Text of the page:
American Sign Language (ASL) Series 3 Lesson 7: Negative Phrases
By Elaine Ernst Schneider
|Signs||Description of Sign Action|
|don’t know||1: Touch forehead with fingers of right hand, palm facing the face. 2: Turn hand out and away towards the right shoulder.|
|don’t like||1: Touch chest with longest fingers of right hand 2: Swing hand out and away from chest.|
|don’t want||1: want – Extend both hands forward, palms up. Move both open curved hands toward the chest several times, as if drawing in the desired object.
2: not – Both hands are held in front of the body, palms down, fingertips toward the front. Then hands are moved slightly downward and to the side, as if wiping a slate clean.
|him||Point in the direction of where someone is located. If no one is there, point to an “imaginary” person.|
|I||Point to self, mid-chest.|
|know||Touch forehead with fingers of right hand, palm facing the face.|
|like||Place the right thumb and index finger against the chest as if picking lint from the shirt. Then pull the right hand away from the body, bringing the thumb and index finger together. Note: Some signers use the thumb and middle finger for this sign.|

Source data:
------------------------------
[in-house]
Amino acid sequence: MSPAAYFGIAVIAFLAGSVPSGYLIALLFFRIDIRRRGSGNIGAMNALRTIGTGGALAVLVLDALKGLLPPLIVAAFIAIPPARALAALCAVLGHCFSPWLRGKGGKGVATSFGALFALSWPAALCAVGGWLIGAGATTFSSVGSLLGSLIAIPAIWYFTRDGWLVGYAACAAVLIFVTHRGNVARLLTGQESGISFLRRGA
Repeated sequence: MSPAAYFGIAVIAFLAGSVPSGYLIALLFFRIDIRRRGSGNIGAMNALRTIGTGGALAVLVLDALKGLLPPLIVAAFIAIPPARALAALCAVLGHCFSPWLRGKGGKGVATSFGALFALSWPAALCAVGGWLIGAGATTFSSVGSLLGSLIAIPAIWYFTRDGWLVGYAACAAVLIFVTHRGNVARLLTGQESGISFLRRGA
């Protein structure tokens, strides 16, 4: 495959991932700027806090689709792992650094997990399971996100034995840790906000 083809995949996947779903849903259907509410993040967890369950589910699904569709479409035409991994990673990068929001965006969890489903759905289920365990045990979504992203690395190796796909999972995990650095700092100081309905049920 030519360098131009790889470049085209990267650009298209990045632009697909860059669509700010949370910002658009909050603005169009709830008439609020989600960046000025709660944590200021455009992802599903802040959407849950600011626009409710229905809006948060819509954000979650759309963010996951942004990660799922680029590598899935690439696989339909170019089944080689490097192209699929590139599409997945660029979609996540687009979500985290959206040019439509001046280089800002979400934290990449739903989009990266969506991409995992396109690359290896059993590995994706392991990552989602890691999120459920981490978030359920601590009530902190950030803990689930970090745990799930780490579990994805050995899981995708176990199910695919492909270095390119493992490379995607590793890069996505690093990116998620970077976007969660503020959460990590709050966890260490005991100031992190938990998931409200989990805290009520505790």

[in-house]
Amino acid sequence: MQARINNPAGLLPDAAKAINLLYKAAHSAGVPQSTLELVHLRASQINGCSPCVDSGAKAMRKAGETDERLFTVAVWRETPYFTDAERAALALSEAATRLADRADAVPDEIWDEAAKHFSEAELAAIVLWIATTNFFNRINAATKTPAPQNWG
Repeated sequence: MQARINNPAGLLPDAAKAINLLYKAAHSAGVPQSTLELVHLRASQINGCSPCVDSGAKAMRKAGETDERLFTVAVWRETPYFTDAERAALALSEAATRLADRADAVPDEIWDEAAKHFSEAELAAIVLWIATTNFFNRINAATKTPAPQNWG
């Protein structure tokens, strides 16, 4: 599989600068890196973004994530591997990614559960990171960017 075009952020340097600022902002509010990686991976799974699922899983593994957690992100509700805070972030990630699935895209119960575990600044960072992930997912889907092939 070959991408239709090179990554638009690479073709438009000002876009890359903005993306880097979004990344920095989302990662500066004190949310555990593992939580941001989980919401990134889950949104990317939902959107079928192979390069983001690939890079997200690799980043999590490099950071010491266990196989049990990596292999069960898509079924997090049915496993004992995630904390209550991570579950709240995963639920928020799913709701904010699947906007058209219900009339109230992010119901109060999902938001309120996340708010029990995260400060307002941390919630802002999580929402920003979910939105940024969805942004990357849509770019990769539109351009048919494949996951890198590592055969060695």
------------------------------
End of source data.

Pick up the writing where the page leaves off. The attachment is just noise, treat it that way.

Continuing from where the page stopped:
|not||Using the right “a” hand, brush thumb under chin and move hand forward.|
|nothing||Hold “o” hands in front of chest, palms facing, and fingers touching. Separate hands, moving both to the outsides of the body to indicate that the air in front of you is left blank, i.e. void of anything.|
|she||Point in the direction of where someone is located. If no one is there, point to an “imaginary” person.|
|tells||Use a right “d” hand to visually move the spoken word from the mouth into the air.|
|want||Extend both hands forward, palms up. Move both open curved hands toward the chest several times, as if drawing in the desired object.|
Continue on to Lesson 8: Everyday Phrases
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Submitted by: Elaine Ernst Schneider entered the classroom as a special education teacher in the 1970’s. Since then, she has taught mainstream English Grammar, Literature, music K-12, deaf education, psychology, Algebra, creative writing, social studies, law, and science in both public and private schools. Presently, Elaine is a curriculum author for multiple educational publishers and is the managing editor of Lesson Tutor, a lesson plan website found at https://www.lessontutor.com. Her most recent books, 52 Children’s Moments (Synergy Publications) and Taking Hearing Impairment to School (JayJo Books and the Guidance Channel) can be found at Amazon.com. She is currently working on a project with Pearson Prentice Hall as an author of an on-line teacher’s professional development course for the Council for Exceptional Children.